Rafael Correa Rocha
Institute of Health Research Gregorio Marañón, Spain
Rafael Correa Rocha has completed his first PhD in Biology at the Universidad Complutense of Madrid (Spain) in 2004. His thesis was awarded with the National Prize of Doctorate 2005. He joined the ISREC (Epalinges, Switzerland) as a post-doctoral researcher and afterwards, he obtained a position as Assistant Professor at the HopitauxUniversitaires de Genève (Switzerland). He joined the IISGM of Madridas a Senior Scientist in February 2008. He completed a second PhD in Medicine at the Universidad Autónoma of Madrid in 2014. At present, he is the Head of the Laboratory of Immune-regulation at IISGM. He has published more than 40 papers in reputed journals.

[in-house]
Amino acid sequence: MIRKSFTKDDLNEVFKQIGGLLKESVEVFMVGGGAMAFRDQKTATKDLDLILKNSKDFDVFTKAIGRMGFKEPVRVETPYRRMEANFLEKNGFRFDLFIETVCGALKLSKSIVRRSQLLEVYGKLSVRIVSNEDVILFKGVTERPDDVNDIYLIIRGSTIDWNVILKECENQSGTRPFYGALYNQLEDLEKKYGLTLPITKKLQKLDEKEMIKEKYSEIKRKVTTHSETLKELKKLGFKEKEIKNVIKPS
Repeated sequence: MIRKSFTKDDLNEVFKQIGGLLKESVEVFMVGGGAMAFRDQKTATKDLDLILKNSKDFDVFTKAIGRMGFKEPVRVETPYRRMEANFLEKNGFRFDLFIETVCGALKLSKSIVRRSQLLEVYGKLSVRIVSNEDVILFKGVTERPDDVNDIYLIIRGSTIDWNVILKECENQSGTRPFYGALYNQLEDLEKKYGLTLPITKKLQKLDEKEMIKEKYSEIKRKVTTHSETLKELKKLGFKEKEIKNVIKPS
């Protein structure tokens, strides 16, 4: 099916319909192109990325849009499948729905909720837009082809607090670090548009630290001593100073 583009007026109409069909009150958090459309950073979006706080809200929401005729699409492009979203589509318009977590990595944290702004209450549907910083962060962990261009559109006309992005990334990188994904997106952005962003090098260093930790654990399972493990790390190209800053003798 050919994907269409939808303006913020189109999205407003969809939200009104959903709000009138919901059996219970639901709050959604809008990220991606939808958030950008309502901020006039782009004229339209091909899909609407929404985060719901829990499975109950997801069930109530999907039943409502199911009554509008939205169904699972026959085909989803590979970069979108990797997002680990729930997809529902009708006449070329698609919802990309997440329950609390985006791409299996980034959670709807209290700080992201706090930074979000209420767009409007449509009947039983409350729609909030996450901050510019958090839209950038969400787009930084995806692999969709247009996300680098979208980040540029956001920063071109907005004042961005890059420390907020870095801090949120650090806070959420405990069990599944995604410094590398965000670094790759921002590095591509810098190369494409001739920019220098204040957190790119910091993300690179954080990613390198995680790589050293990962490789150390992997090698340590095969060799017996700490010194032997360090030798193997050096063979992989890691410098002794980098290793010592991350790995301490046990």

Food allergy affects about 6% of young children and 3–4% of adults in westernized countries. Food allergy is the most frequent reason for anaphylactic reactions in children, and its prevalence and persistence is undergoing an important increase in the last years. Although the origin of the allergic process is clearly an altered response of immune system, there is still a limited knowledge about the immune mechanisms implicated in allergy and tolerance acquisition. We have investigated the immune changes associated to the desensitization to food allergensin allergic children treated with oral immunotherapy. Our recent findings[1,2]demonstrated that, tolerance achievement is associated with the recovery of a new CD4 T-cell subset with a hypo-proliferative phenotype and a marked increase in the regulatory T-cell (Treg) population. The Treg increase was related with the control of effector immune responses and the disappearance of allergy-related symptoms. These results contribute to better understanding of immune responses in allergic patients, and could provide the basis for the use of these immune subsets as predictive and diagnostic markers of clinical outcome, and as a tool to follow the efficacy of immunotherapy easily measurable in peripheral blood.
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